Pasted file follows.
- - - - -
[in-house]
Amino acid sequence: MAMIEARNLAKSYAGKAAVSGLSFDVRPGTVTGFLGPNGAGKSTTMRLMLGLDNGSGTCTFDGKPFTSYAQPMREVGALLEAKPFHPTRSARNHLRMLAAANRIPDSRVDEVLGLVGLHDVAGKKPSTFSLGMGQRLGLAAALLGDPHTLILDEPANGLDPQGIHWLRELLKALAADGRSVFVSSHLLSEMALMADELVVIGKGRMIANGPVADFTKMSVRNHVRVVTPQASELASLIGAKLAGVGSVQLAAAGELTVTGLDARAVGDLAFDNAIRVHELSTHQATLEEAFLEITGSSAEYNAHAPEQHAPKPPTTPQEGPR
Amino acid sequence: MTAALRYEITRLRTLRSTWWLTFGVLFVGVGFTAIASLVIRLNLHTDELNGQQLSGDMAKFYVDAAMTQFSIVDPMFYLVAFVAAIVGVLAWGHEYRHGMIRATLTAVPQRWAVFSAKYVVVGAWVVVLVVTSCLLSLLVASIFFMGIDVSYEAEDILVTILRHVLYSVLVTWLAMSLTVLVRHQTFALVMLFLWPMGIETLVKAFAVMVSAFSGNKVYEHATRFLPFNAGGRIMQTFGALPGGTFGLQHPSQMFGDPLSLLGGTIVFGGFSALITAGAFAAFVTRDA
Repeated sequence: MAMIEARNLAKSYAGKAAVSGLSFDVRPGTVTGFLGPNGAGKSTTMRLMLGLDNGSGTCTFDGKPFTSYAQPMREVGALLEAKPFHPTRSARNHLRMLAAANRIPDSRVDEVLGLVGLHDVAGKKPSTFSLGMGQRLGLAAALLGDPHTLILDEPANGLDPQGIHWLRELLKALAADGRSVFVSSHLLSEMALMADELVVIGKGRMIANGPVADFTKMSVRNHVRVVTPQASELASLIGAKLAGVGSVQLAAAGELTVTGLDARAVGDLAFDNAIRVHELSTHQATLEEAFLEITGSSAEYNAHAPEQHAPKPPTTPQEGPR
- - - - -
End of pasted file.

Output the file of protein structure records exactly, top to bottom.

[in-house]
Amino acid sequence: MAMIEARNLAKSYAGKAAVSGLSFDVRPGTVTGFLGPNGAGKSTTMRLMLGLDNGSGTCTFDGKPFTSYAQPMREVGALLEAKPFHPTRSARNHLRMLAAANRIPDSRVDEVLGLVGLHDVAGKKPSTFSLGMGQRLGLAAALLGDPHTLILDEPANGLDPQGIHWLRELLKALAADGRSVFVSSHLLSEMALMADELVVIGKGRMIANGPVADFTKMSVRNHVRVVTPQASELASLIGAKLAGVGSVQLAAAGELTVTGLDARAVGDLAFDNAIRVHELSTHQATLEEAFLEITGSSAEYNAHAPEQHAPKPPTTPQEGPR
Amino acid sequence: MTAALRYEITRLRTLRSTWWLTFGVLFVGVGFTAIASLVIRLNLHTDELNGQQLSGDMAKFYVDAAMTQFSIVDPMFYLVAFVAAIVGVLAWGHEYRHGMIRATLTAVPQRWAVFSAKYVVVGAWVVVLVVTSCLLSLLVASIFFMGIDVSYEAEDILVTILRHVLYSVLVTWLAMSLTVLVRHQTFALVMLFLWPMGIETLVKAFAVMVSAFSGNKVYEHATRFLPFNAGGRIMQTFGALPGGTFGLQHPSQMFGDPLSLLGGTIVFGGFSALITAGAFAAFVTRDA
Repeated sequence: MAMIEARNLAKSYAGKAAVSGLSFDVRPGTVTGFLGPNGAGKSTTMRLMLGLDNGSGTCTFDGKPFTSYAQPMREVGALLEAKPFHPTRSARNHLRMLAAANRIPDSRVDEVLGLVGLHDVAGKKPSTFSLGMGQRLGLAAALLGDPHTLILDEPANGLDPQGIHWLRELLKALAADGRSVFVSSHLLSEMALMADELVVIGKGRMIANGPVADFTKMSVRNHVRVVTPQASELASLIGAKLAGVGSVQLAAAGELTVTGLDARAVGDLAFDNAIRVHELSTHQATLEEAFLEITGSSAEYNAHAPEQHAPKPPTTPQEGPR